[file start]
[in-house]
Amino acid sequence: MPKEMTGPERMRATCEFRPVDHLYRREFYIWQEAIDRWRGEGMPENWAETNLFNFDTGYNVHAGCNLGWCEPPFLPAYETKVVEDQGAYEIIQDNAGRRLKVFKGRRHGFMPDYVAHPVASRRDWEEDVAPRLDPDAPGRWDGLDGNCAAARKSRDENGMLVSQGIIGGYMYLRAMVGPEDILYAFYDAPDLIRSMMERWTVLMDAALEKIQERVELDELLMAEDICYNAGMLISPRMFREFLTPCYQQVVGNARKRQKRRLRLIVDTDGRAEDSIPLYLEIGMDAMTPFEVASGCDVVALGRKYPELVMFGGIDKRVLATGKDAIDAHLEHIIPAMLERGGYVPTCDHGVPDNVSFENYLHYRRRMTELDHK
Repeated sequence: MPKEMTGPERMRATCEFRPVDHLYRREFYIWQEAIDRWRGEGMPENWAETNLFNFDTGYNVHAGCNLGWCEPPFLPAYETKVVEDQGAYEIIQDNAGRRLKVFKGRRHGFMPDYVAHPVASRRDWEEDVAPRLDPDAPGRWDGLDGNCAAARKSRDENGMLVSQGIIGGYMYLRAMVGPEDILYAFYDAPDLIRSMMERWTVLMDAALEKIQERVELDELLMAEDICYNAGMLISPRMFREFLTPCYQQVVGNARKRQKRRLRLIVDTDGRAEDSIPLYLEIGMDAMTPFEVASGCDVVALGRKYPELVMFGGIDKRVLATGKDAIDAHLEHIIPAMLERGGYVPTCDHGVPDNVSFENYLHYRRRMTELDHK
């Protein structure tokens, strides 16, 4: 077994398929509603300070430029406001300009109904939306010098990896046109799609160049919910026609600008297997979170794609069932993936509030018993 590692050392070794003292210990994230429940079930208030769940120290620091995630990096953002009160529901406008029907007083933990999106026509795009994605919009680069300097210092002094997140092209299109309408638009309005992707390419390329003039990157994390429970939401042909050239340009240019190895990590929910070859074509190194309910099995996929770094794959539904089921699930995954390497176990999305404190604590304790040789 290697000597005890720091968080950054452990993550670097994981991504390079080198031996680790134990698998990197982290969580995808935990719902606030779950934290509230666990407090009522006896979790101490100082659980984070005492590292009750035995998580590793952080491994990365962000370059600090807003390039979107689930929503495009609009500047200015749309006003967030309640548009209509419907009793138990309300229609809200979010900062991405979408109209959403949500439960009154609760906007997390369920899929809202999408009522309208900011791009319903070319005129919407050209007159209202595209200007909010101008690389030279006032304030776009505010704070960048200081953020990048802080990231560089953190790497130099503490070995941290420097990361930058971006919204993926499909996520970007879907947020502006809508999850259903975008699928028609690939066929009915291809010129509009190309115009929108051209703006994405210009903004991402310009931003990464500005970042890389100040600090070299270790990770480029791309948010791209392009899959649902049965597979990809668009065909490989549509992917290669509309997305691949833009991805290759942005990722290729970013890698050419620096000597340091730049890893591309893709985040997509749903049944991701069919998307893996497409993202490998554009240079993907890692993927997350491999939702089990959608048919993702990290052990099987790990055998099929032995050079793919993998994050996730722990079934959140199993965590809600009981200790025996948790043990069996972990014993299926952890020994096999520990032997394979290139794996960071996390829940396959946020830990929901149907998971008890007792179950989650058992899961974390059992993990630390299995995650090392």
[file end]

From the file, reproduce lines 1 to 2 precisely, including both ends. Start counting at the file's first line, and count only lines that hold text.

[in-house]
Amino acid sequence: MPKEMTGPERMRATCEFRPVDHLYRREFYIWQEAIDRWRGEGMPENWAETNLFNFDTGYNVHAGCNLGWCEPPFLPAYETKVVEDQGAYEIIQDNAGRRLKVFKGRRHGFMPDYVAHPVASRRDWEEDVAPRLDPDAPGRWDGLDGNCAAARKSRDENGMLVSQGIIGGYMYLRAMVGPEDILYAFYDAPDLIRSMMERWTVLMDAALEKIQERVELDELLMAEDICYNAGMLISPRMFREFLTPCYQQVVGNARKRQKRRLRLIVDTDGRAEDSIPLYLEIGMDAMTPFEVASGCDVVALGRKYPELVMFGGIDKRVLATGKDAIDAHLEHIIPAMLERGGYVPTCDHGVPDNVSFENYLHYRRRMTELDHK